Robot Electrical Power
Robots need their batteries! Batteries provide power to the robot, and we sell several different batteries. Our motors are 12V or 24V. You can look at the motor pages to see what the current draw is for each motor. If you're using small motors and don't have the robot weighted down, the motors will not draw much juice so a small mAhr battery pack should be fine. However if you are going to load the robot up and run it in thick carpet or grass, or if you just want a long run time, then the larger AHr batteries would be a better choice.
When wiring your batteries to your robot, there are concerns you must address. Namely, what output voltage you need and how you are going to charge the batteries. When using two 12V batteries you will need to wire them in parallel to power 12V motors and in series to power 24V motors.
In a parallel setup, the positive (red) terminals are connected together and the negative terminals are connected to the chassis. In a series setup, the negative terminal of Battery1 is connected to ground and the positive terminal is connected to the negative terminal of Battery2. The positive terminal of Battery2 is then connected to your robot. The way this works, is that the electricity from Battery1 travels through Battery2 and their voltage levels are added together. In a parallel setup, both batteries will share the load of your system. Meaning your motor controller and motors will pull from both batteries equally. This will result in an approximately double the running time.
Note: Always be sure to place a fuse after each positive battery terminal for safety. The fuse should be sized so that it is as close to the maximum current, without going under.
For charging, it is always best to be able to charge the batteries individually. Batteries should never be charged in parallel. They can be charged in series, as long as you have a balanced load. This means that your robot should only be pulling power from both batteries equally.
Electrical Battery Connectors
We typically bring out 15A connectors attached to the battery terminals to provide easy and secure way to charge the batteries on the robot. Depending on the demands of the robot, 15 amp or 30 amp connectors are used. Please see the images below as a demonstration of proper and improper connector crimps and connectors. We only offer red and black connectors for sale, but for reference (if you buy one of our assembled robots) we include a diagram showing our standard color codes for battery connectors we use during assembly to help us distinguish between the type of battery and the voltage.
Click on images for larger view
Typical Power Wiring a Robot
There are lots of different ways to wire up a robot.
The key things to consider are what voltages do you need and how much power the driving force for the main battery will be. We typically use 24VDC motors. They run at half the current for the same power as 12V motors so they use smaller wires, motor controllers, etc. Do you need a separate battery for the controller or on-board computer, etc? How are you going to get those voltages (multiple batteries, voltage regulators, etc.)? How much of a load will be on each voltage so your batteries and/or regulators are sized properly? This will help you size your batteries. Simple math states that if you have a 1Amp load and a 10Ahr (10,000mAhr) battery, the battery will run for 10 hours in theory.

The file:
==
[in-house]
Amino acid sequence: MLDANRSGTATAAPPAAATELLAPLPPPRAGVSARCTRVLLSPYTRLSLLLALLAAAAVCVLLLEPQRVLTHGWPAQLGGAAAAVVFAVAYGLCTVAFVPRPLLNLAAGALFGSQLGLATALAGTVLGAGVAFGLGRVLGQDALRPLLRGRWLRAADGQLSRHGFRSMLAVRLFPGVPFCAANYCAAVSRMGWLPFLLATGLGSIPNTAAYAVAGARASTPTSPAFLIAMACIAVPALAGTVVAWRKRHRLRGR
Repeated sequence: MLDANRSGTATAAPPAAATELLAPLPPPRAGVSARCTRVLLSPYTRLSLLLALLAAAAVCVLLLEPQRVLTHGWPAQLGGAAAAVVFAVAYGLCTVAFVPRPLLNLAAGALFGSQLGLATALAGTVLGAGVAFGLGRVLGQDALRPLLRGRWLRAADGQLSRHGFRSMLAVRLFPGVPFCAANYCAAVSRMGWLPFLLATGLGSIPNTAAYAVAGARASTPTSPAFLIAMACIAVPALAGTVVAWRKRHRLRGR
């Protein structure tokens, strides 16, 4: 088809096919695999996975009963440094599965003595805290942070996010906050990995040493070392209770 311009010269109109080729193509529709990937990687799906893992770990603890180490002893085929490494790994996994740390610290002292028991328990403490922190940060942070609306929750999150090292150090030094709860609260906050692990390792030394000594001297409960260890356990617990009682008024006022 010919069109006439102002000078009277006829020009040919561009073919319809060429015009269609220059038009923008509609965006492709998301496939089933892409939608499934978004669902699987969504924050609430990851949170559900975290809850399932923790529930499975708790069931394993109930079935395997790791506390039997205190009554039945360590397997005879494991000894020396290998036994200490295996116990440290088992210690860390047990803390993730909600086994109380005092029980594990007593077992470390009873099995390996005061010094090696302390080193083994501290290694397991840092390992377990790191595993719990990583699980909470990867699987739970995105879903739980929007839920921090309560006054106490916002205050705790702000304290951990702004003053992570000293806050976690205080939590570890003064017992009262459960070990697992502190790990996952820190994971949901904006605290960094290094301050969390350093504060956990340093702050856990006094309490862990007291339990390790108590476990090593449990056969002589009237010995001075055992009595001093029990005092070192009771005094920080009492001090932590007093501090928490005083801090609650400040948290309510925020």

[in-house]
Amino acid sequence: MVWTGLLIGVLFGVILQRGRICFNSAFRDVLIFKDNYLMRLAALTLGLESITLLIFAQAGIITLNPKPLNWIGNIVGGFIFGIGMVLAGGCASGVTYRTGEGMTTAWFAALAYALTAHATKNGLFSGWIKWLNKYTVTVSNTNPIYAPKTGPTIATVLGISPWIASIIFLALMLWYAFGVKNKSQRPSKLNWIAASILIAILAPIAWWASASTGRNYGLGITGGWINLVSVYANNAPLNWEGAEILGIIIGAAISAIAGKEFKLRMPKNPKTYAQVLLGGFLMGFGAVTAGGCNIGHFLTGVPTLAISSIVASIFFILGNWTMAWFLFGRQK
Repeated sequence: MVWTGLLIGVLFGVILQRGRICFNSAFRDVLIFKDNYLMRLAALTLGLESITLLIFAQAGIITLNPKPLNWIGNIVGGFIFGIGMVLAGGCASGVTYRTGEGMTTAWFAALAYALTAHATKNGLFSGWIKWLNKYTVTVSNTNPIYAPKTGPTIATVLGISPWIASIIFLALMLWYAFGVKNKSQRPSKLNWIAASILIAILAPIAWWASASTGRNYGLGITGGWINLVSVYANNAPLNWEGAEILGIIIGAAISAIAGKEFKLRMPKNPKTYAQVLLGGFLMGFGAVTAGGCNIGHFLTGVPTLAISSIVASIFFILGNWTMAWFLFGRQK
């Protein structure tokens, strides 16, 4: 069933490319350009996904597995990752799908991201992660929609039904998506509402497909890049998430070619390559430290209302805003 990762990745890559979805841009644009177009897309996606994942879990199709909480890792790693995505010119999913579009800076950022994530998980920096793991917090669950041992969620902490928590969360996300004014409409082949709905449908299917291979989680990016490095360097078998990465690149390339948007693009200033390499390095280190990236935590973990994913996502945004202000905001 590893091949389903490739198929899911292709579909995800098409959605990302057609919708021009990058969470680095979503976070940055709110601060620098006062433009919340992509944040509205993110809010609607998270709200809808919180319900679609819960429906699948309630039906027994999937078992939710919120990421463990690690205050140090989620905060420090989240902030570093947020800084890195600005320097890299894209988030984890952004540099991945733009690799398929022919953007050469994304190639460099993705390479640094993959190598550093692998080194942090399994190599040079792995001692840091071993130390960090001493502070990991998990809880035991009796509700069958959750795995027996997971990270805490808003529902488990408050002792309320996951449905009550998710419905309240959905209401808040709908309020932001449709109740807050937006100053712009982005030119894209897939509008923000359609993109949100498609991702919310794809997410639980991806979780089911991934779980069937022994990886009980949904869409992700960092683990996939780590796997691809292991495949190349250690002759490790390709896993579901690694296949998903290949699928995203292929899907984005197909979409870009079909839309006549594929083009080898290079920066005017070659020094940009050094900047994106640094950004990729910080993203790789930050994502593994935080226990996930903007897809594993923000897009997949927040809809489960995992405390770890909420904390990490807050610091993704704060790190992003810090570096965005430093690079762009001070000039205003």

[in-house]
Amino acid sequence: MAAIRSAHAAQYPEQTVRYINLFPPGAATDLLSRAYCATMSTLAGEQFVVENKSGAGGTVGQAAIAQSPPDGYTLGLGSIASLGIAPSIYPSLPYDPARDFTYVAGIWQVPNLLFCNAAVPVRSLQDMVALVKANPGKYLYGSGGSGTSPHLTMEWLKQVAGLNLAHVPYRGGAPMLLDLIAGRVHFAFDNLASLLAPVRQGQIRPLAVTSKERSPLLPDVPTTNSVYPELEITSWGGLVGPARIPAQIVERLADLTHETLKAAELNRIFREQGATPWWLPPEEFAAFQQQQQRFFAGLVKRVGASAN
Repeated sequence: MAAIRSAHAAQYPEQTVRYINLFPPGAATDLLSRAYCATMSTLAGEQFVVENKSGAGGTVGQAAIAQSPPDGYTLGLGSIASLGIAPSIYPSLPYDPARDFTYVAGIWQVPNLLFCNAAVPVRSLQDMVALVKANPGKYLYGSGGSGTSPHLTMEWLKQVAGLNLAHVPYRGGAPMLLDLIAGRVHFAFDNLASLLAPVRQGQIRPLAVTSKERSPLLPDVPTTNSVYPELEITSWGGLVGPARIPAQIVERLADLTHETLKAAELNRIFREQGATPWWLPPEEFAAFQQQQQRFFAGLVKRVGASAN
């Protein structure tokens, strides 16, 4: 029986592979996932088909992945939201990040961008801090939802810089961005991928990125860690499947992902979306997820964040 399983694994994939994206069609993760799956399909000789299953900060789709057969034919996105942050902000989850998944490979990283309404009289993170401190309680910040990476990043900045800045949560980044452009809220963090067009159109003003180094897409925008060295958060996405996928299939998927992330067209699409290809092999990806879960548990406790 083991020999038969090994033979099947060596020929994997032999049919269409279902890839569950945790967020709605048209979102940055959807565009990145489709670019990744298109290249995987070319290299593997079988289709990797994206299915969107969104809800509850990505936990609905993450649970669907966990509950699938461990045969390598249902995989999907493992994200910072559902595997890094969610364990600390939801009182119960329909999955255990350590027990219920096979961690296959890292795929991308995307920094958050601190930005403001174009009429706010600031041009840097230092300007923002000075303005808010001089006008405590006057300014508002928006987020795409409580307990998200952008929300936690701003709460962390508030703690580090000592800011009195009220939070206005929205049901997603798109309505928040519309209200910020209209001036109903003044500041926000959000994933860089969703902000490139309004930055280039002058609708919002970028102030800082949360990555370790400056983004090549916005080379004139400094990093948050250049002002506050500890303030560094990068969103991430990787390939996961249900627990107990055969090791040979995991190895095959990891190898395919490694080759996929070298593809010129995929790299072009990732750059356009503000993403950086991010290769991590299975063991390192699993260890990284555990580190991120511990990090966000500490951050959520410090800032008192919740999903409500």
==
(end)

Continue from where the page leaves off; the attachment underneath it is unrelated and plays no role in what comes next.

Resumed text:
These are great to put in all over the place to protect components, but not always necessary. Lots of devices have built in overload protection such as switching regulators, smart battery packs, etc. If you are going to put a fuse in, it should be as close to the battery as possible.
This is very important! Good ground is essential to protect the robots' components and for electrical noise. We typically put a single ground lug on the aluminium chassis of the robot. All ground leads come to the same point. You do not want multiple grounding locations leading to multiple ground paths/potentials. This can cause all sorts of unexplained trouble. Care must be taken to make sure multiple grounds are not run to the same piece of equipment. This is most common with the motor controller. The signal coming in is usually carrying a ground signal as is the power to the motor controller. This results in a potential ground loop. The signal's ground typically should not be used as it's getting its ground from the power.
- PDF Schematic of a typical light duty 2WD Robot
- PDF Schematic of a typical standard duty 4WD Robot
- PDF Schematic of a typical heavy duty Robot
- PDF Schematic of typical battery wiring
- PDF Schematic of typical battery charging
- For more schematics visit this page
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Electrical Motor Hookup
Electrical noise is one of the most frustrating issues when working on robots with DC motors. The EMF coming from the motors will wreak havoc on the microcontrollers, any RF equipment, or other sensitive electronic equipment. We recommend you use the following kits to wire your motors. These kits will provide the wiring from the speed/motor controller to the motors. You will need one kit per motor. Follow this link for more information on how to hook up the motors.
- PDF Schematic of Motor Wiring
- Follow for more information on how to hook up the motors. this link
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